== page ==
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Schedule 13D and Form 13F Filings: What’s the Big Difference for Investors?

Author: Dan Brecher|February 21, 2014

The raison d’être for our federal securities laws is disclosure.

Schedule 13D and Form 13F Filings: What’s the Big Difference for Investors?

The raison d’être for our federal securities laws is disclosure.

Will Congress Expand Definition of Accredited Investor?
Storyblocks.com

Congress and the SEC have long held the view that a fair and efficient market can only occur when there is full and timely disclosure of material facts a reasonable investor would expect to have available before making a decision to buy or sell a security.

Originally focused on issuers of securities and those investors seeking control ownership through securities purchases, that view evolved to where today’s huge hedge funds and other major investors who seek only to profit in trading the securities are now frequent filers of the reports described here.

As the first in a series, this post provides a brief overview of one aspect of required securities filings for financial firms and other major investors that can benefit the average investors while also benefitting the issuing corporate entity and the general market.

Form 13F

Institutional investment managers that exercise investment discretion for $100 million or more in Section 13(f) securities holdings, which include exchange-traded securities holdings, shares of closed–end investment companies and certain convertible debt securities holdings, must disclose their holdings to the SEC on a quarterly basis.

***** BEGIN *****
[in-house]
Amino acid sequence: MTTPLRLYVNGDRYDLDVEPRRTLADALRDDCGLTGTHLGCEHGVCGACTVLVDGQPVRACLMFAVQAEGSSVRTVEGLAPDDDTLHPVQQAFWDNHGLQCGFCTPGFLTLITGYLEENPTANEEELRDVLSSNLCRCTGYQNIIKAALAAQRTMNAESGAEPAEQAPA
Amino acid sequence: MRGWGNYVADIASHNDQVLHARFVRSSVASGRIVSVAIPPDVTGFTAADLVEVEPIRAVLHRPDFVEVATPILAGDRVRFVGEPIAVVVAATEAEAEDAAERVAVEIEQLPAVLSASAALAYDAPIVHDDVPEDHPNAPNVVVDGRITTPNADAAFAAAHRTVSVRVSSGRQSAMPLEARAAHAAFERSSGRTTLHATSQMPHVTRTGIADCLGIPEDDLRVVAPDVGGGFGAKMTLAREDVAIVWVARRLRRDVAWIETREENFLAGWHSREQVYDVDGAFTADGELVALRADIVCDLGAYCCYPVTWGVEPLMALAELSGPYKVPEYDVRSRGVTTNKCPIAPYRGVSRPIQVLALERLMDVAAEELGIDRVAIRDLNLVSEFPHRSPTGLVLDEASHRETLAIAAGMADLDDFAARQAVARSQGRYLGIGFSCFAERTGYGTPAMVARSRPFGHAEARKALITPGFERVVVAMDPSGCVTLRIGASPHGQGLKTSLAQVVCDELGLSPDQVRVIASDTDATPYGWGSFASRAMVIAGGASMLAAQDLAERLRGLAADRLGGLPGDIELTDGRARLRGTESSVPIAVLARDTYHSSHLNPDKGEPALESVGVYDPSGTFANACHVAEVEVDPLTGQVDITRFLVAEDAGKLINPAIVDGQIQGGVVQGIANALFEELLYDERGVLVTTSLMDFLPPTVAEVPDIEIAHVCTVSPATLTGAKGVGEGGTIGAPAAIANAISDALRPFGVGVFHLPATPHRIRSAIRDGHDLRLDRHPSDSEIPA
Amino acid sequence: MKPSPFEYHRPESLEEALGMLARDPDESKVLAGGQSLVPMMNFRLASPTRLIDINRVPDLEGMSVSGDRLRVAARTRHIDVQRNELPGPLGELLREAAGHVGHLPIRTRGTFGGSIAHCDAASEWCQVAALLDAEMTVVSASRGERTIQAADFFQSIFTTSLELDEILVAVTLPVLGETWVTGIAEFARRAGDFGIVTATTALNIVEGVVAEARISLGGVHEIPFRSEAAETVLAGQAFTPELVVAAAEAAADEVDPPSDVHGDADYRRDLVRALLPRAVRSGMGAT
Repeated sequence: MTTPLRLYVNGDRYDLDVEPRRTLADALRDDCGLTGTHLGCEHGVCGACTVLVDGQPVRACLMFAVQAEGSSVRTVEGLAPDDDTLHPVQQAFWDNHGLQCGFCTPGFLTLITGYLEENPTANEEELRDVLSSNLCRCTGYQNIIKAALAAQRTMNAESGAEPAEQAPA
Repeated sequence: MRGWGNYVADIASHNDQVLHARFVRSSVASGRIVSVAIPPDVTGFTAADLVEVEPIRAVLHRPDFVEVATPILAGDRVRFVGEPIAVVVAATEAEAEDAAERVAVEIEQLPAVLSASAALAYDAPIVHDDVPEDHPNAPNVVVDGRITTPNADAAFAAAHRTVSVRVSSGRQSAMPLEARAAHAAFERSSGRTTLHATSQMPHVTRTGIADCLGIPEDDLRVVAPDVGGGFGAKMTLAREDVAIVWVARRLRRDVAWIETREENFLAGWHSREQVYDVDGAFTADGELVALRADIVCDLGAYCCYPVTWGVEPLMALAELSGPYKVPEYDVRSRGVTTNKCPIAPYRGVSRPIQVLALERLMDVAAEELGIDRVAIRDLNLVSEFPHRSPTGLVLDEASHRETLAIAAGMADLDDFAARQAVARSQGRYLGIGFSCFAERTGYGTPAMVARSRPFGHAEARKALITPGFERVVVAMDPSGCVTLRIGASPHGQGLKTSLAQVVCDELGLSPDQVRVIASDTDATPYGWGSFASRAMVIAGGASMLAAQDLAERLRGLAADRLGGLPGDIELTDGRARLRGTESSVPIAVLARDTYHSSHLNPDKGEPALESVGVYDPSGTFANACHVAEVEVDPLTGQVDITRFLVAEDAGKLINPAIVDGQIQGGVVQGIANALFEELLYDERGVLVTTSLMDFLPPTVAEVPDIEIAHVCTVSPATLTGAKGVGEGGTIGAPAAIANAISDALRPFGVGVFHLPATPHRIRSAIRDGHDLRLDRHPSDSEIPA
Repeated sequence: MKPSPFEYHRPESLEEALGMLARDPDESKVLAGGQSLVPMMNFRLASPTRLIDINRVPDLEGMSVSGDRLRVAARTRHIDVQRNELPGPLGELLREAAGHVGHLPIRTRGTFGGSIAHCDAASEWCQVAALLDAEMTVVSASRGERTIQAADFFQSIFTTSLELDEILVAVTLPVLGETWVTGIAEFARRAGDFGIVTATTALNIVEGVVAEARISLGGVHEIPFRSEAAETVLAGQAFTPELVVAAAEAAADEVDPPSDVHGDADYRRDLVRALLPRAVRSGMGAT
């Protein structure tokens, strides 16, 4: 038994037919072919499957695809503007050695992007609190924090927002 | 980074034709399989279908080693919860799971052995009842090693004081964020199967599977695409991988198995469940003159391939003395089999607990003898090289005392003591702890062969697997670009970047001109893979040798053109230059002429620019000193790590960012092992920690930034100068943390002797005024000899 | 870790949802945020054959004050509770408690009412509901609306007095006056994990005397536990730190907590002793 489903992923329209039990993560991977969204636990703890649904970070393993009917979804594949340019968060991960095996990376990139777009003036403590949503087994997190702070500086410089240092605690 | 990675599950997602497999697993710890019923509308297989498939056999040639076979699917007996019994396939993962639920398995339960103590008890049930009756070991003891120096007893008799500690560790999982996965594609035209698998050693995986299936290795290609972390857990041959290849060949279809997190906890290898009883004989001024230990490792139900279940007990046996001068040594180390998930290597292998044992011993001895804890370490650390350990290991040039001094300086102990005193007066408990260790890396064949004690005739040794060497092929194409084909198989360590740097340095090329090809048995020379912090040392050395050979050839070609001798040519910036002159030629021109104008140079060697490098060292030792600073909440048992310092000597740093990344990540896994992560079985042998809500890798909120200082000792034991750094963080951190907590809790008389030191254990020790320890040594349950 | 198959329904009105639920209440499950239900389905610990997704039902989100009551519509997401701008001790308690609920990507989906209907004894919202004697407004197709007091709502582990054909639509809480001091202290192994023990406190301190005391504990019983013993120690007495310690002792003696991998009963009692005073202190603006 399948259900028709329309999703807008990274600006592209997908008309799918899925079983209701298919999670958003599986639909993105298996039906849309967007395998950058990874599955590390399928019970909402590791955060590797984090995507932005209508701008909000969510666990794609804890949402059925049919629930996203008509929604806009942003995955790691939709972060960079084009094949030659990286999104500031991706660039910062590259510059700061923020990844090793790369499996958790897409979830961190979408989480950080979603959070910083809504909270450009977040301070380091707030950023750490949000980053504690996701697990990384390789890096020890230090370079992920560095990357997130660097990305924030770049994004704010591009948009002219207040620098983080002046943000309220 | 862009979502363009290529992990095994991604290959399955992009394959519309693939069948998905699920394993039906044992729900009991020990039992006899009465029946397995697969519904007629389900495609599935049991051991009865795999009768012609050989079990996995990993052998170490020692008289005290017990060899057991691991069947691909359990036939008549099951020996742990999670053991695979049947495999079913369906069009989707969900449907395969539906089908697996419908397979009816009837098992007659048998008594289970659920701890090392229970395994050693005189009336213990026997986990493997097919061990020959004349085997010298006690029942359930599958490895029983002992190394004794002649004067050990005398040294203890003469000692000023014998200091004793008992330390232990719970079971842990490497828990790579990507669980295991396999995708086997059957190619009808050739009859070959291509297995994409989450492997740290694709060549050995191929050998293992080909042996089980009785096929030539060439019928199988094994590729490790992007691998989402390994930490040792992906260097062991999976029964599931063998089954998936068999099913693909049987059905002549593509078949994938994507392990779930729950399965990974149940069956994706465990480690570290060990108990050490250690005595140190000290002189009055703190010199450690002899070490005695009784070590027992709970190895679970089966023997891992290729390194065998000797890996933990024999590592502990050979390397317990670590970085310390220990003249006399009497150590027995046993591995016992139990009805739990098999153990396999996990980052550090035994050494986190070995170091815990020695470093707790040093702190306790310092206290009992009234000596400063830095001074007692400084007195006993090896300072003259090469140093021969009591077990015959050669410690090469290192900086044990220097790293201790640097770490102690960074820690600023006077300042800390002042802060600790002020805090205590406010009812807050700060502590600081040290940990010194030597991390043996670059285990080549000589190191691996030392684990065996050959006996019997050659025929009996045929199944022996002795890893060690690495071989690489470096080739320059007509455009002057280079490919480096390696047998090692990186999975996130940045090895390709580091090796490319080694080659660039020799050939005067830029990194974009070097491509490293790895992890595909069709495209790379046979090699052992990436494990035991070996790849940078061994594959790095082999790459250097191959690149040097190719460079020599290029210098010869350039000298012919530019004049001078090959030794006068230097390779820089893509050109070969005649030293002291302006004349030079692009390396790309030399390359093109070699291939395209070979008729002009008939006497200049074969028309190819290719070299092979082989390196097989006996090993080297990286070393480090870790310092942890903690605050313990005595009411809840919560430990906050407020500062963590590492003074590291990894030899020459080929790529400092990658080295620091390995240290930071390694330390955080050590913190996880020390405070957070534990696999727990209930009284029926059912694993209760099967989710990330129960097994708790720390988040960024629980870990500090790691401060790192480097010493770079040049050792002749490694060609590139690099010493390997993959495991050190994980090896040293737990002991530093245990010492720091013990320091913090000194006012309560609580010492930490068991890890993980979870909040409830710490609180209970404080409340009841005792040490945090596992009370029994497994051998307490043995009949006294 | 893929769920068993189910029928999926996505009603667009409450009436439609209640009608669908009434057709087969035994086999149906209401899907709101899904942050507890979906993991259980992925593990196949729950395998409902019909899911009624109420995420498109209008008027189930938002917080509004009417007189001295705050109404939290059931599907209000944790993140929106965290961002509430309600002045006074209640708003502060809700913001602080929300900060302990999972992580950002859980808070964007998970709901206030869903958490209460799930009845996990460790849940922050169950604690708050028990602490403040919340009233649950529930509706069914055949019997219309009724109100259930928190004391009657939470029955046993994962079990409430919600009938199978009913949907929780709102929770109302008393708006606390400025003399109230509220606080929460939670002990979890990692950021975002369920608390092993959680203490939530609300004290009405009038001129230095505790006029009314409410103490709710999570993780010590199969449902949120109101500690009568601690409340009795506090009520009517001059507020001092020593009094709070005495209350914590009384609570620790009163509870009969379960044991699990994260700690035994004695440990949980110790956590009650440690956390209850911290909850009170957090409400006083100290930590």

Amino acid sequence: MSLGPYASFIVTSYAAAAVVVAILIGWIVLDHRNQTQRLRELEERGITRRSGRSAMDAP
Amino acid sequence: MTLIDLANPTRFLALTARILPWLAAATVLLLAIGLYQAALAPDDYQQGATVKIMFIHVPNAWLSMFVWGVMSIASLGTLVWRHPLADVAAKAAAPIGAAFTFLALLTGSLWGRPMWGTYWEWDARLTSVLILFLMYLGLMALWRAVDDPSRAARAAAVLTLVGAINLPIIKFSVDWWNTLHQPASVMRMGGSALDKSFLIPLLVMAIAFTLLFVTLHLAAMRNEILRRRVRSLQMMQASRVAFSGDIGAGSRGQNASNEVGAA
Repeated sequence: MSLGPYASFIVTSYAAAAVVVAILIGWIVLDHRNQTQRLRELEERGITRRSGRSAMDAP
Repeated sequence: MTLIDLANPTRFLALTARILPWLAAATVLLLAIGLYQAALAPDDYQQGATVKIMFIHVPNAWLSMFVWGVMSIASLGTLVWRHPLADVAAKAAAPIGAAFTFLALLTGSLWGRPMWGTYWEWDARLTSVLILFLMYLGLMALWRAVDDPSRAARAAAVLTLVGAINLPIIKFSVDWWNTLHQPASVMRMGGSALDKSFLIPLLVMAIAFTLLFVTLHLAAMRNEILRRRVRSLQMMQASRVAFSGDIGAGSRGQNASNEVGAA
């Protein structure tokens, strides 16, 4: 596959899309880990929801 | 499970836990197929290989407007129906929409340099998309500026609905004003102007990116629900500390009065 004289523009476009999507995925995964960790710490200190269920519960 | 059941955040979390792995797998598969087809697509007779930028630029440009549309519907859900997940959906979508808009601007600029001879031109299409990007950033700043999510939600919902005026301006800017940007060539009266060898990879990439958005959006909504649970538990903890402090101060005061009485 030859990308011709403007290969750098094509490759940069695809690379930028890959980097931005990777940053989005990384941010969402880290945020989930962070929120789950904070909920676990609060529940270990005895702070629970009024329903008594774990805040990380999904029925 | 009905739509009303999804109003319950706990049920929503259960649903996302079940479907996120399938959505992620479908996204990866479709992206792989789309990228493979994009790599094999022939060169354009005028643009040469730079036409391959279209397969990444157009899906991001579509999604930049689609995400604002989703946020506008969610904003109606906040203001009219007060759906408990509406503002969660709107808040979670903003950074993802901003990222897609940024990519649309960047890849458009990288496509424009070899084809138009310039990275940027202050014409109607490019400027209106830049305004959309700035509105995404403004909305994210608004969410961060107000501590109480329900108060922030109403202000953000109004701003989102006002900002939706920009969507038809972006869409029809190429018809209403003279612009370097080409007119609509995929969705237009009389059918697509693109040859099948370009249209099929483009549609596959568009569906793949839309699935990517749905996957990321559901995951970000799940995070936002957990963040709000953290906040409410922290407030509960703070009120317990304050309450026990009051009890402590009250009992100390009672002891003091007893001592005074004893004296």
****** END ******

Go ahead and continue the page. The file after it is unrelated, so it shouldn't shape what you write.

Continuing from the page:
The definition of “institutional investment manager” includes an entity that either invests in, or buys and sells, securities for its own account. Accordingly, banks, insurance companies, and broker/dealers fall under the purview of the requirement as do corporations and pension funds that manage their own investment portfolios.

According to the SEC, “the purpose of this disclosure requirement is to collect and disseminate to the public information about the holdings and investment activities of institutional money managers in order to assist investors, issuers and government regulators.”

The required method for disclosing the securities is Form 13F. It must be filed within 45 days of the end of each calendar quarter. For firms whose fourth quarter ended on December 31, 2013, the most recent deadline was February 14, 2014.

Among other items, Form 13F filings must include:

  • The issuer name of all Section 13(f) securities holdings (which should be listed in alphabetical order);
  • A description of the class of security listed (e.g., common stock, put/call option, class A shares, convertible debenture);
  • The number of shares owned; and
  • The fair market value of the securities listed, as of the end of the calendar quarter.

Schedule 13D

Schedule 13D is frequently referred to as a “beneficial ownership report.” It must be filed whenever a registered investment advisor acquires beneficial ownership of more than five percent of a class of equity securities that are registered under Section 12 of the Securities Exchange Act. Beneficial owners include any person who directly or indirectly shares voting power or investment power (the power to dispose of the security).

Schedule 13D must be filed with the SEC, and provided to the issuer if the securities and to the exchanges where the securities trade, within ten days if the filer becoming a five percent beneficial owner. In addition, any material changes in the facts reported in the Schedule trigger the requirement for filing of a prompt amendment.